Chanakya IAS Academy Blog


A “miracle drug” for XDR- Tb?

A drug known as Bedaquiline (BDQ) is being cited as the “only option” available to treat the cases of MDR Tb and XDR Tb, which are the more resistant versions of Tuberculosis disease.

Tuberculosis, abbreviated as Tb, is caused by a bacterium called as Mycobacterium Tuberculosis which spreads through air, when the patient infected with the bacteria coughs, sneezes, spits or speaks.

Further, it mostly affects a person’s lungs but it can affect other organs of the body as well. A person infected with the disease shows symptoms like chronic cough with blood-containing sputum, night sweats, fever and weight loss due to weakness.

Besides, not all Tb patients show symptoms when they are infected. It is estimated that as much as 10 % of patients have what is known as “latent Tb” which later progresses into active Tb.

Tb is one of the major causes of mortality in India and half of the patients end up losing their lives. Worse, it is now developing resistance to major drugs prescribed for its treatment. This is where terms like MDR Tb (Multi Drug Resistant Tuberculosis) and XDR Tb (Extensively Drug Resistant Tuberculosis) come into picture. In fact globally there have been cases of TDR Tb (Totally Drug Resistant Tuberculosis) as well where the patient’s body refuses all the drugs available for treating the disease.

Under this regard, the emergence of BDQ drug after five decades of research is a cause for hope for the patients and their families. A case has been filed in the Delhi High Court questioning the government over why it is denying the circulation of this drug throughout the country. It is thus, akin to denying Indian citizens the Right to Life enshrined under Article 21 of the Indian constitution.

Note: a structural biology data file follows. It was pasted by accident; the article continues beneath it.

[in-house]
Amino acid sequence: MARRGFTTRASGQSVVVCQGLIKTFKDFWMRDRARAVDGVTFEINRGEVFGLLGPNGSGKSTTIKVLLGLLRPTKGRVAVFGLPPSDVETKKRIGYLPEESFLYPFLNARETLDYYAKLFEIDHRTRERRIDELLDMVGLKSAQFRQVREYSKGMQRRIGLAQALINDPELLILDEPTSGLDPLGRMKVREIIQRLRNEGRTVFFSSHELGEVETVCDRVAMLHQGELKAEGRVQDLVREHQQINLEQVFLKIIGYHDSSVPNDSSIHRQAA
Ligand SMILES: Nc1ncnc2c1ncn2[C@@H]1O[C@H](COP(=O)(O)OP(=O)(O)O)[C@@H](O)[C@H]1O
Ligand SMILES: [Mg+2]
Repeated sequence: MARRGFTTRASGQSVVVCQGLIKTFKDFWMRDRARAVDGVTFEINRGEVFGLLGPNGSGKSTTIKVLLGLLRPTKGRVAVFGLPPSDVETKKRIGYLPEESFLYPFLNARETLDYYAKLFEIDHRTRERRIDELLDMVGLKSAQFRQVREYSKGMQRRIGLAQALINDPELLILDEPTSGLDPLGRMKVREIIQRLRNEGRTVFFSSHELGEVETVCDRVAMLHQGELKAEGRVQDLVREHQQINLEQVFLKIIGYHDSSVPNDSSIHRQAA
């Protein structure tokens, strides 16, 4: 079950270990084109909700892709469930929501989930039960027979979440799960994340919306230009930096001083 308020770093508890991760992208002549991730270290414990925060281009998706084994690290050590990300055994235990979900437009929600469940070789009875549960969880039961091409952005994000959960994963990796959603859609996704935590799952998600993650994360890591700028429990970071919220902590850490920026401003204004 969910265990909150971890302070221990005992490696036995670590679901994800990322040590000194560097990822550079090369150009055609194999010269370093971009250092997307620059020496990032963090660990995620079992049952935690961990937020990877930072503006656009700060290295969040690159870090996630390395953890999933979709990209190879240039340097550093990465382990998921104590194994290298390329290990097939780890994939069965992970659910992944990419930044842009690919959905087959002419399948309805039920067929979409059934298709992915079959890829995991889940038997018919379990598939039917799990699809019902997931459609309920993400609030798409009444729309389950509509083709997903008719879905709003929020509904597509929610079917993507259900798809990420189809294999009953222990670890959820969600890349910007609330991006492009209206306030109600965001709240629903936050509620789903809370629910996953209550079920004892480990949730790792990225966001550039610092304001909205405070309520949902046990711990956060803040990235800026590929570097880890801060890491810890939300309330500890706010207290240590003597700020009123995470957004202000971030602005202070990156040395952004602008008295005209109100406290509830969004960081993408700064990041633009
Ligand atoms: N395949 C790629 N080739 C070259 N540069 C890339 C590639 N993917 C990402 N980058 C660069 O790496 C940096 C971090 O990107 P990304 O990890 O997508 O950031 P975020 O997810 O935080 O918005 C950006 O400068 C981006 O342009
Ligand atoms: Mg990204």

Currently, it has been restricted to only few centres in the country. Moreover, it is prescribed to exceptional cases only and not every Tb patient.

The National Institute of Tuberculosis & Respiratory Diseases (NITRD) however feels that it is not the right time to fully launch this drug in the entire country. This is because its efficacy tests are far from complete and its adverse effects are not yet fully known. It may be possible that in case the patient develops drug resistance to this drug as well, then the complex strains evolved would spread in the community creating a catastrophe.

Already MDR, XDR and TDR varieties of Tb strains are circulating in the community. The resistance to this option too will be nothing but a huge disaster.

Further, in the field of medicinal research, efficacy and safety tests are a paramount concern and not simply a bureaucratic hurdle. These are such things which cannot be compromised for individual cases. Reports reveal that there have been few documented cases of Tb strains developing resistance to even BDQ elsewhere in the world.

It is pertinent to know that the drug is currently been used in more than 50 countries with some cases showing improvement.

But clearly more needs to be done in the case of India with its huge population density, high levels of  illiteracy and lack of personal regimen and hygiene when it comes to long-lasting diseases like Tb whose treatment lasts for more than 6 months.

The need of the hour is to expedite the process of conducting thorough efficacy and safety tests of BDQ.

India needs to tread carefully on this front, and involve doctors in this exercise.

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